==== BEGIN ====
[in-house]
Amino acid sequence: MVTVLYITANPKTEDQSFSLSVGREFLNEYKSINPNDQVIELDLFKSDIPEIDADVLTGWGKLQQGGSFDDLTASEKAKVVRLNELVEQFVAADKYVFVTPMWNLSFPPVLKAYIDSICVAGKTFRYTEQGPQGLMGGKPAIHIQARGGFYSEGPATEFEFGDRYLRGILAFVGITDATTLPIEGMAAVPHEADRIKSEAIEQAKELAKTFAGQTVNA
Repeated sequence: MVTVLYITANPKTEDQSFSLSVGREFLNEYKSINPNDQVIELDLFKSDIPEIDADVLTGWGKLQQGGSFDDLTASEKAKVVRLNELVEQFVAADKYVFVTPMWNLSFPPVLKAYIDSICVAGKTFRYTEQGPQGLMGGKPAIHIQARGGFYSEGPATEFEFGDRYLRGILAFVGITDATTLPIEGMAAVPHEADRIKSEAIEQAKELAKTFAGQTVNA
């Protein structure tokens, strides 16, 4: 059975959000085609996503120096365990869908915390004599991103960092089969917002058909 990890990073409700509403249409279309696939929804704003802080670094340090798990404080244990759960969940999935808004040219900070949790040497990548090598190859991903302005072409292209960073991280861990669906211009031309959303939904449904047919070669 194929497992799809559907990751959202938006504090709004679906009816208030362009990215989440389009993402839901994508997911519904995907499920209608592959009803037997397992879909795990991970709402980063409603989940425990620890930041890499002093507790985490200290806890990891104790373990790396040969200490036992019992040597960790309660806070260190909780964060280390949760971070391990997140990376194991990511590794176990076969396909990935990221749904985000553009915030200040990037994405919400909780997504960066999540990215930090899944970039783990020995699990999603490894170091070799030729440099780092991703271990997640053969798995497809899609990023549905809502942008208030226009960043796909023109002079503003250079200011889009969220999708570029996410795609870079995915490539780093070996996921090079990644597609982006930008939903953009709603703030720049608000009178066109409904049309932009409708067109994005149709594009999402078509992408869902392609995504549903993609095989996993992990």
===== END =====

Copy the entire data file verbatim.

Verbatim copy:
[in-house]
Amino acid sequence: MVTVLYITANPKTEDQSFSLSVGREFLNEYKSINPNDQVIELDLFKSDIPEIDADVLTGWGKLQQGGSFDDLTASEKAKVVRLNELVEQFVAADKYVFVTPMWNLSFPPVLKAYIDSICVAGKTFRYTEQGPQGLMGGKPAIHIQARGGFYSEGPATEFEFGDRYLRGILAFVGITDATTLPIEGMAAVPHEADRIKSEAIEQAKELAKTFAGQTVNA
Repeated sequence: MVTVLYITANPKTEDQSFSLSVGREFLNEYKSINPNDQVIELDLFKSDIPEIDADVLTGWGKLQQGGSFDDLTASEKAKVVRLNELVEQFVAADKYVFVTPMWNLSFPPVLKAYIDSICVAGKTFRYTEQGPQGLMGGKPAIHIQARGGFYSEGPATEFEFGDRYLRGILAFVGITDATTLPIEGMAAVPHEADRIKSEAIEQAKELAKTFAGQTVNA
């Protein structure tokens, strides 16, 4: 059975959000085609996503120096365990869908915390004599991103960092089969917002058909 990890990073409700509403249409279309696939929804704003802080670094340090798990404080244990759960969940999935808004040219900070949790040497990548090598190859991903302005072409292209960073991280861990669906211009031309959303939904449904047919070669 194929497992799809559907990751959202938006504090709004679906009816208030362009990215989440389009993402839901994508997911519904995907499920209608592959009803037997397992879909795990991970709402980063409603989940425990620890930041890499002093507790985490200290806890990891104790373990790396040969200490036992019992040597960790309660806070260190909780964060280390949760971070391990997140990376194991990511590794176990076969396909990935990221749904985000553009915030200040990037994405919400909780997504960066999540990215930090899944970039783990020995699990999603490894170091070799030729440099780092991703271990997640053969798995497809899609990023549905809502942008208030226009960043796909023109002079503003250079200011889009969220999708570029996410795609870079995915490539780093070996996921090079990644597609982006930008939903953009709603703030720049608000009178066109409904049309932009409708067109994005149709594009999402078509992408869902392609995504549903993609095989996993992990």